“I’m so bored. I hate my life.” - Britney Spears

Das Langweilige ist interessant geworden, weil das Interessante angefangen hat langweilig zu werden. – Thomas Mann

"Never for money/always for love" - The Talking Heads

Thursday, July 21, 2005

bloodsucking for fun and profit

Sometimes it is nice to see the face of the virgin in a gimme cup. And then, sometimes it is nice to see the face of Satan in a NYT article.

The article in question is about Costco. Costco is famous for paying its CEO a reasonable salary, as such things go, and doing the same for its employees. The latter policy has pissed off certain Wall Street poobahs.

Emme Kozloff, for instance:

“Emme Kozloff, an analyst at Sanford C. Bernstein & Company, faulted Mr. Sinegal as being too generous to employees, noting that when analysts complained that Costco's workers were paying just 4 percent toward their health costs, he raised that percentage only to 8 percent, when the retail average is 25 percent.

"He has been too benevolent," she said. "He's right that a happy employee is a productive long-term employee, but he could force employees to pick up a little more of the burden."

And here is a Deutsche bank hoodlum:

“Costco's average pay, for example, is $17 an hour, 42 percent higher than its fiercest rival, Sam's Club. And Costco's health plan makes those at many other retailers look Scroogish. One analyst, Bill Dreher of Deutsche Bank, complained last year that at Costco "it's better to be an employee or a customer than a shareholder."”

Dreher and Kozloff are obviously sick with that sickness unto death that is the Bush culture. LI however, wishes them no other ill than a compensation package and a health plan like a Walmart greeter’s, children who hiss and spit at them in their old age, and a lifetime of permanent nightmares in which they wander, penniless, through the ruins of a country that they have made a career of debauching, chased by the people they have systematically shit upon who are armed with a healthy quantity of good dreamtime steel pipe. From all of us at LI, at least, they have our undying hatred. We just want them to pick up a “little more of the burden” of the inequality they have spread around with such abandon.

7 comments:

Deleted said...

Fordism is too pinko for them. The questing sphincter of profit maximizationis insatiable, Roger. It must be fed even if it kills the company and necessitates a bail out. It is immoral to defy this imperative. I rely on The Economist to cheerlead the process and give accurate reports on its consistently disastrous outcome.

roger said...

harry -- a bit cynical this morning, eh?
Here's a question for you. Would it be worth while or a waist of time to find Ms. Kozloff's email address and post it and urge letters to be written to her in a polite tone, urging her to employ her talents where they could be more useful - or would that be pointless harrassment? I'm honestly not sure. I'm not into pointless harrassment. But obviously we have to experiment with new, and sometimes stupid, forms of resistance if we are going to change anything in this culture. What do you think?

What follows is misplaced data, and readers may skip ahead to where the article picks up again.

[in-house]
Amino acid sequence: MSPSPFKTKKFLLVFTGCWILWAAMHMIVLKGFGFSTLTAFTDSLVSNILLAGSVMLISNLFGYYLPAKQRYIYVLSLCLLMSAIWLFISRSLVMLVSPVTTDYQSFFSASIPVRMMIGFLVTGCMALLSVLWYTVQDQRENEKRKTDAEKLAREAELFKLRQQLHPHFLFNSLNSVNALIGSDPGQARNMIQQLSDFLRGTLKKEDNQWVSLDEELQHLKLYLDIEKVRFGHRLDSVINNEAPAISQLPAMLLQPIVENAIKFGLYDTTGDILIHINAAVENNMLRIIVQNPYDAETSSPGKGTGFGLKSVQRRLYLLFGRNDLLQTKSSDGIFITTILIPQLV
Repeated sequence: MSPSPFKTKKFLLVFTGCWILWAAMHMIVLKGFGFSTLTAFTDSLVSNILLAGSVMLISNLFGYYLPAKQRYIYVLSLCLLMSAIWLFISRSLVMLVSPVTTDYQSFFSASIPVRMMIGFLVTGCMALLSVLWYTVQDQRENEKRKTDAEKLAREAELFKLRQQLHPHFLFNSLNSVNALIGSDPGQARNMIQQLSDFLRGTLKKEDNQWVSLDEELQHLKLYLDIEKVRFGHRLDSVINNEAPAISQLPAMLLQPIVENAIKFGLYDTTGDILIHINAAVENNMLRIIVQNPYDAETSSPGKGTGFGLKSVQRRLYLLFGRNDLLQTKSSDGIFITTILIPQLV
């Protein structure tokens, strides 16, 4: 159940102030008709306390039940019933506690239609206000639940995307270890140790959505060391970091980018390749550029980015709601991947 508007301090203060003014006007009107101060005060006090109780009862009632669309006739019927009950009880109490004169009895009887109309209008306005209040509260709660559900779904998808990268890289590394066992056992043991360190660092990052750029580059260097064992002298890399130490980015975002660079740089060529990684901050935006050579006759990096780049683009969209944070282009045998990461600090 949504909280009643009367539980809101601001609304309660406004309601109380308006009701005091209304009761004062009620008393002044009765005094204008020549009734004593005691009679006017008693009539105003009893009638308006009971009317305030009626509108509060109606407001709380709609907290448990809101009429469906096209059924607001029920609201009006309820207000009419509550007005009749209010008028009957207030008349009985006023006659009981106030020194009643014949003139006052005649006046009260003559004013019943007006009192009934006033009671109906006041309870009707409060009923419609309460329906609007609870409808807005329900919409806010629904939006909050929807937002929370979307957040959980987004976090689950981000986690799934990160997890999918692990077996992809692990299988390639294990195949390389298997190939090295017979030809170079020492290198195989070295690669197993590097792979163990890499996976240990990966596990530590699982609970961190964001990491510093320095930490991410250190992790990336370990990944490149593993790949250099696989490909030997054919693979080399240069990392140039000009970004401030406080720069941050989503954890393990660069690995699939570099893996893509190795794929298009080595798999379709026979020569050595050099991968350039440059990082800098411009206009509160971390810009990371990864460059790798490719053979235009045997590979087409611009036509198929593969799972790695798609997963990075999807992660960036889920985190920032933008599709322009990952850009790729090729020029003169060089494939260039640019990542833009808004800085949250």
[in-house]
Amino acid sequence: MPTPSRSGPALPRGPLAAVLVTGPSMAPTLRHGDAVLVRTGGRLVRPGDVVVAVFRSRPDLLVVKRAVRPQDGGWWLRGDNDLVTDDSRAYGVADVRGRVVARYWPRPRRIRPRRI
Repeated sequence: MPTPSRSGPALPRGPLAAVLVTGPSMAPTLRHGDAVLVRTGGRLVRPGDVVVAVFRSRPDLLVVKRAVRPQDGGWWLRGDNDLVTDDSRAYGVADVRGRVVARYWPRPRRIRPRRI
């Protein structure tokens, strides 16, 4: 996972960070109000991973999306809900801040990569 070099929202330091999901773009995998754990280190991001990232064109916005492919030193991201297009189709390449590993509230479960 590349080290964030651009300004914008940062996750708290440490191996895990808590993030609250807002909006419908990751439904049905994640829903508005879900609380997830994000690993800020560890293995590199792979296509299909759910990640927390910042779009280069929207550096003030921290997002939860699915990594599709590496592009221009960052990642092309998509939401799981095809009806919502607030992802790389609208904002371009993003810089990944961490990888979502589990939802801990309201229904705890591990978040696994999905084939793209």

roger said...

I should watch my waist, eh?

Deleted said...

I've studied the Kozloffs of the world for a while, Roger. I have helpful graphic I use when I poisoning the minds of today's youth. In my studies, I've found that admonishing them is pointless unless it's kept up over a period of years. Simple emails are not enough. Rehabilitation is very time consuming and requires some assistance. The graphic explains why this is so better than I can manage with mere words.

Paul craddick said...

I'm glad to say: add me to the chorus of the outraged (though, Roger, I think you weakened your piece with the predictable pot-shot at "Bush Culture").

Unless there's something we're all missing, Kozloff's pablum is beneath contempt - especially because Sinegal is doing very well with respect to the "bottom line," a standard which ought to be normative for Kozloff.

Some great excerpts:

"Combining high quality with stunningly low prices, the shirts appeal to upscale customers - and epitomize why some retail analysts say Mr. Sinegal just might be America's shrewdest merchant since Sam Walton"

'And Costco's customers, who are more affluent than other warehouse store shoppers, stay loyal because they like that low prices do not come at the workers' expense. "This is not altruistic," [Sinegal] said. "This is good business."'

Indeed.

Those of us who are enthusiasts for what the market could and ought to be can only hope that Sinegal's apparent genius is infectious. The return of the owner-manager type would be a great boon, socially and commercially - not least because it would pull the rug out from under the redistributionists and Étatistes.

My only gripe has to do with health care: I'm not happy with people relying on corporate entities - paramount amongst them, the State - for "benefits" such as health insurance. But, hey - if you have to rely on anyone, it seems that Sinegal and Costco promise to be reliable.

roger said...

Paul, I knew your Chestertonian side would kick in sometime!
Thanks for the comment. As we know from Solow and Schumpeter, what counts, in capitalism, is growth, and growth is about human capital -- since it is humans who do things like invent technology, new services, etc., etc. It isn't about screwing the worker for such as Ms. Kozloff.

Deleted said...

Those of us who are enthusiasts for what the market could and ought to be can only hope that Sinegal's apparent genius is infectious. The return of the owner-manager type would be a great boon, socially and commercially - not least because it would pull the rug out from under the redistributionists and Étatistes.

I am happy to be in near total agreement.